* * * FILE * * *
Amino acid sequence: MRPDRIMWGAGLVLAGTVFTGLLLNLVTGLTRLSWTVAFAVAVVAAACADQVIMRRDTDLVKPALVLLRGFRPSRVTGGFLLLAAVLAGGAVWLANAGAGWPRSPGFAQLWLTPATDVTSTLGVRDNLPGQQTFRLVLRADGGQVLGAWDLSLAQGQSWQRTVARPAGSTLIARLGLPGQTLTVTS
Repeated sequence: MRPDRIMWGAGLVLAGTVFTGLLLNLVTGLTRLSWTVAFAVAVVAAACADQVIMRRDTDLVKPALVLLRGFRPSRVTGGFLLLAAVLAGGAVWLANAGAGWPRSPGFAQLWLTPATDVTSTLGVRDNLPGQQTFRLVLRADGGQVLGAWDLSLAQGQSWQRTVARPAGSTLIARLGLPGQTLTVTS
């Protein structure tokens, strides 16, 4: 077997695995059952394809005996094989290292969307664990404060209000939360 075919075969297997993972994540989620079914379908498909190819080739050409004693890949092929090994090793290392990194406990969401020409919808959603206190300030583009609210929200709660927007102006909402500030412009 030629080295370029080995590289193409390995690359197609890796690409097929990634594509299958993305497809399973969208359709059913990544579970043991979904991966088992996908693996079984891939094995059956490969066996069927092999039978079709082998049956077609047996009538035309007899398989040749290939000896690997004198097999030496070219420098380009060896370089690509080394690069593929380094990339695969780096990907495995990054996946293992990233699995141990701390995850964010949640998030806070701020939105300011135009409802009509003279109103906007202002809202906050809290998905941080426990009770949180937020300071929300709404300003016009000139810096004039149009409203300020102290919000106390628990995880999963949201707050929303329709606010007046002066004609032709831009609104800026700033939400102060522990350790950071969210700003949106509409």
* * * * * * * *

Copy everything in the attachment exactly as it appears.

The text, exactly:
Amino acid sequence: MRPDRIMWGAGLVLAGTVFTGLLLNLVTGLTRLSWTVAFAVAVVAAACADQVIMRRDTDLVKPALVLLRGFRPSRVTGGFLLLAAVLAGGAVWLANAGAGWPRSPGFAQLWLTPATDVTSTLGVRDNLPGQQTFRLVLRADGGQVLGAWDLSLAQGQSWQRTVARPAGSTLIARLGLPGQTLTVTS
Repeated sequence: MRPDRIMWGAGLVLAGTVFTGLLLNLVTGLTRLSWTVAFAVAVVAAACADQVIMRRDTDLVKPALVLLRGFRPSRVTGGFLLLAAVLAGGAVWLANAGAGWPRSPGFAQLWLTPATDVTSTLGVRDNLPGQQTFRLVLRADGGQVLGAWDLSLAQGQSWQRTVARPAGSTLIARLGLPGQTLTVTS
């Protein structure tokens, strides 16, 4: 077997695995059952394809005996094989290292969307664990404060209000939360 075919075969297997993972994540989620079914379908498909190819080739050409004693890949092929090994090793290392990194406990969401020409919808959603206190300030583009609210929200709660927007102006909402500030412009 030629080295370029080995590289193409390995690359197609890796690409097929990634594509299958993305497809399973969208359709059913990544579970043991979904991966088992996908693996079984891939094995059956490969066996069927092999039978079709082998049956077609047996009538035309007899398989040749290939000896690997004198097999030496070219420098380009060896370089690509080394690069593929380094990339695969780096990907495995990054996946293992990233699995141990701390995850964010949640998030806070701020939105300011135009409802009509003279109103906007202002809202906050809290998905941080426990009770949180937020300071929300709404300003016009000139810096004039149009409203300020102290919000106390628990995880999963949201707050929303329709606010007046002066004609032709831009609104800026700033939400102060522990350790950071969210700003949106509409």